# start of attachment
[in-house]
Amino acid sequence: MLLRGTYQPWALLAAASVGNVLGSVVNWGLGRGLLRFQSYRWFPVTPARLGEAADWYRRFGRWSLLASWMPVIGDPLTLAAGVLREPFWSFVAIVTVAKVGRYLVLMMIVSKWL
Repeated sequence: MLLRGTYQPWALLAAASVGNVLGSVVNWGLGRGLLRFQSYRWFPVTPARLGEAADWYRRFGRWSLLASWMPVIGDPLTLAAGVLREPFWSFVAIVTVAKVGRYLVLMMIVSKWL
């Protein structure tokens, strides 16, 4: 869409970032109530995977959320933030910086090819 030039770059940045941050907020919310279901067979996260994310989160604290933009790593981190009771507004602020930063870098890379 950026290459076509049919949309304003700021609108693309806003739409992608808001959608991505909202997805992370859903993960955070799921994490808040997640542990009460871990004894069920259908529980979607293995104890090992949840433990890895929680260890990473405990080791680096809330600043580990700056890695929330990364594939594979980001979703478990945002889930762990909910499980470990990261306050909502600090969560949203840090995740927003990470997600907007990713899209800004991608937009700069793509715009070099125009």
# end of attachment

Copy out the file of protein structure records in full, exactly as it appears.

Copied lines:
[in-house]
Amino acid sequence: MLLRGTYQPWALLAAASVGNVLGSVVNWGLGRGLLRFQSYRWFPVTPARLGEAADWYRRFGRWSLLASWMPVIGDPLTLAAGVLREPFWSFVAIVTVAKVGRYLVLMMIVSKWL
Repeated sequence: MLLRGTYQPWALLAAASVGNVLGSVVNWGLGRGLLRFQSYRWFPVTPARLGEAADWYRRFGRWSLLASWMPVIGDPLTLAAGVLREPFWSFVAIVTVAKVGRYLVLMMIVSKWL
């Protein structure tokens, strides 16, 4: 869409970032109530995977959320933030910086090819 030039770059940045941050907020919310279901067979996260994310989160604290933009790593981190009771507004602020930063870098890379 950026290459076509049919949309304003700021609108693309806003739409992608808001959608991505909202997805992370859903993960955070799921994490808040997640542990009460871990004894069920259908529980979607293995104890090992949840433990890895929680260890990473405990080791680096809330600043580990700056890695929330990364594939594979980001979703478990945002889930762990909910499980470990990261306050909502600090969560949203840090995740927003990470997600907007990713899209800004991608937009700069793509715009070099125009």